System Mechanic 7.5
- Most of the functions can be scheduled, intuitive, optimises your startup files and system memory
- Our Internet connection didn't seem to be any faster after it was tweaked; much of what the tune-up portion of the program does is automate tasks that an advanced Windows user can do using built-in Windows utilities
If you're not comfortable delving into Windows utilities, the regular version of Iolo System Mechanic can easily pay for itself, helping you avoid forking over big bucks for a professional to clean up an aging, sluggish Windows installation. More-advanced users should spring for the Iolo System Mechanic Pro version to get their money's worth.
Price$ 49.95 (AUD)
Best Deals (Selling at 2 stores)
Iolo System Mechanic backs up, repairs, and compacts the Windows Registry; protects against spyware; optimises startup files and system memory; and tweaks Internet connection settings.
Iolo's System Mechanic, now in version 7.5, has been garnering positive reviews for ages – for good reason.
Iolo System Mechanic's two flavours, regular and Professional, offer Windows repair, tune-ups, and preventive security features that work well and keep a relatively low profile, providing the software equivalent of the "geeky friend" many users lack.
In its $49 regular incarnation, System Mechanic 7.5 will back up, repair, and compact the Windows Registry; detect and remove many types of spyware; optimise your startup files and system memory; and tweak your Internet connection settings for best performance.
In our tests the Registry and startup optimisations worked well, but our Internet connection seemed no faster. (We did not test the spyware removal.) Using Iolo System Mechanic's ActiveCare feature, you may schedule most of these functions, so you don't have to remember to invoke them yourself. The Iolo System Mechanic Pro edition, which costs around $20 extra, adds secure data wiping, data recovery, a firewall, and antivirus protection, although we didn't test the latter two.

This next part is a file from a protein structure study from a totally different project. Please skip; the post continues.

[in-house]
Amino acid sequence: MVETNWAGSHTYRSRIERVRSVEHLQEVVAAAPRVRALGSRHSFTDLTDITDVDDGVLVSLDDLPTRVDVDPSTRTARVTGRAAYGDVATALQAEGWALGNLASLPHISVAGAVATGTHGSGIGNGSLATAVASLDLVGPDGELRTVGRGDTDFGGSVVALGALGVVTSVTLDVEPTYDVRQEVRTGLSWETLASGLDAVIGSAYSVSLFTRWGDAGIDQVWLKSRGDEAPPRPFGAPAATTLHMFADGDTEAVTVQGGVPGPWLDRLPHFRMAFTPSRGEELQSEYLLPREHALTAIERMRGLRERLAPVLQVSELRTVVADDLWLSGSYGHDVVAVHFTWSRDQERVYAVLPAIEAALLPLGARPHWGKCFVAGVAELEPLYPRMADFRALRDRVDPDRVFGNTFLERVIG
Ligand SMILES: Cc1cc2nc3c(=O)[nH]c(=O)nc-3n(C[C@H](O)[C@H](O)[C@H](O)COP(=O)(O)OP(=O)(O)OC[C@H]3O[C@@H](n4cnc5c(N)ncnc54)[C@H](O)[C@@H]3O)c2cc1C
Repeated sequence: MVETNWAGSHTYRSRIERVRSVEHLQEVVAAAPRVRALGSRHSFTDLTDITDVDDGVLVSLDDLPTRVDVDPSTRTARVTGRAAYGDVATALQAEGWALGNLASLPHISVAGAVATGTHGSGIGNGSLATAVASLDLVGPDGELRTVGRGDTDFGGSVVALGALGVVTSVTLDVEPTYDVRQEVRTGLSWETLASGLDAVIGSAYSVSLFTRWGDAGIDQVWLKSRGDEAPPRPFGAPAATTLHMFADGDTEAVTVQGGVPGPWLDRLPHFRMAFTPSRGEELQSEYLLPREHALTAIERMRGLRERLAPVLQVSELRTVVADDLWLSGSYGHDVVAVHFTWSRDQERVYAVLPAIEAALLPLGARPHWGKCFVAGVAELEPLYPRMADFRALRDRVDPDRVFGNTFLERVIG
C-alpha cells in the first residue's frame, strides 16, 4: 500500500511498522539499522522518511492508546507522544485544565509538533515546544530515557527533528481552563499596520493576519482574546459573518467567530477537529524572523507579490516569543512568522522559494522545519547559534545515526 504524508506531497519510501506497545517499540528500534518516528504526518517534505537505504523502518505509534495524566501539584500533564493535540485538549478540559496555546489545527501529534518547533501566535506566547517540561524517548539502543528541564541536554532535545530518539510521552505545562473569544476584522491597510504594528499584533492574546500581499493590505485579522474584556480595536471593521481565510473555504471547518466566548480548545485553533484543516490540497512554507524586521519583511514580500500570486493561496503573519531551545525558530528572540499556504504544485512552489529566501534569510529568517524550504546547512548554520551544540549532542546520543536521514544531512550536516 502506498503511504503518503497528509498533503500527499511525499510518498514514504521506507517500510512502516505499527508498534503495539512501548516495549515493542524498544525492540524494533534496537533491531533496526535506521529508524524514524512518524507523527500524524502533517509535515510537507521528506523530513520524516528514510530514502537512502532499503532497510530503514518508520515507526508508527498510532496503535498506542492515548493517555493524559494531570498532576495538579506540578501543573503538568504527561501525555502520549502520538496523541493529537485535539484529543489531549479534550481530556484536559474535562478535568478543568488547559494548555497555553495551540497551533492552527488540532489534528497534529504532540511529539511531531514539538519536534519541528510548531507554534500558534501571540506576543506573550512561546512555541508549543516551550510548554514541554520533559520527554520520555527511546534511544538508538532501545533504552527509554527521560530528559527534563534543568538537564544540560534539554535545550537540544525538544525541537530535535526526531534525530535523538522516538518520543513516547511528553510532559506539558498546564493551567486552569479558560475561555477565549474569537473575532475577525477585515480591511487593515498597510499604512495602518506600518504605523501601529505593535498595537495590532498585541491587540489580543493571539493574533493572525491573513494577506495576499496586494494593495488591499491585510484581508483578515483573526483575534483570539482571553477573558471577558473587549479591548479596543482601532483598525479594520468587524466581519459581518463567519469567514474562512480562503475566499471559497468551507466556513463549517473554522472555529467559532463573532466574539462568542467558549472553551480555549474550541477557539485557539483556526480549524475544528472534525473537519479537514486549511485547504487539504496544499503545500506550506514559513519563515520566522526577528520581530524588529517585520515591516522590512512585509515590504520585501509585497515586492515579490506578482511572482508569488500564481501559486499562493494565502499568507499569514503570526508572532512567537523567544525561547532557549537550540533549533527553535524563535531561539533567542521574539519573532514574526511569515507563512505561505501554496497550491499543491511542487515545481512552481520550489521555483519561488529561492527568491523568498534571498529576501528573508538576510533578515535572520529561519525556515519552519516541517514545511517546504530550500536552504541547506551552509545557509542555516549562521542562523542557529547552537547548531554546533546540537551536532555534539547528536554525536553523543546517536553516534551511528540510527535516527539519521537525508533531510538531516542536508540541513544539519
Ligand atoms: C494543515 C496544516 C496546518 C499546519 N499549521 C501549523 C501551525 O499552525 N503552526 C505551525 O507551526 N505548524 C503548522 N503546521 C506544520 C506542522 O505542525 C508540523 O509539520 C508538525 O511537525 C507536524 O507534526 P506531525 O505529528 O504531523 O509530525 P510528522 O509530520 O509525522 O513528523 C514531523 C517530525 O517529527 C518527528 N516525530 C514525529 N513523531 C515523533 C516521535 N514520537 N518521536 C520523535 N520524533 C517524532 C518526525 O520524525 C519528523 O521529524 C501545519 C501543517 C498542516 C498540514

We found version 7.5 intuitive and a bit easier to use than previous instalments of Iolo System Mechanic. Users who wish to know exactly what is being done and why won't be disappointed; Iolo System Mechanic also offers complete and extremely granular explanations of each action to come. In fact, perusing System Mechanic's help file is an educational experience that might be worth the price of admission in and of itself.
Over the years, we've used System Mechanic mostly for recovering data and wiping hard drives, but the tune-up features have also worked well. That brings us to our only caveat about the non-pro version: much of what the tune-up portion of the program does is automate tasks that an advanced Windows user (or your geeky friend) will already know how to perform manually using built-in Windows utilities.
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GGG Evaluation Team
First impression on unpacking the Q702 test unit was the solid feel and clean, minimalist styling.
For work use, Microsoft Word and Excel programs pre-installed on the device are adequate for preparing short documents.
The Fujitsu LifeBook UH574 allowed for great mobility without being obnoxiously heavy or clunky. Its twelve hours of battery life did not disappoint.
The screen was particularly good. It is bright and visible from most angles, however heat is an issue, particularly around the Windows button on the front, and on the back where the battery housing is located.
My first impression after unboxing the Q702 is that it is a nice looking unit. Styling is somewhat minimalist but very effective. The tablet part, once detached, has a nice weight, and no buttons or switches are located in awkward or intrusive positions.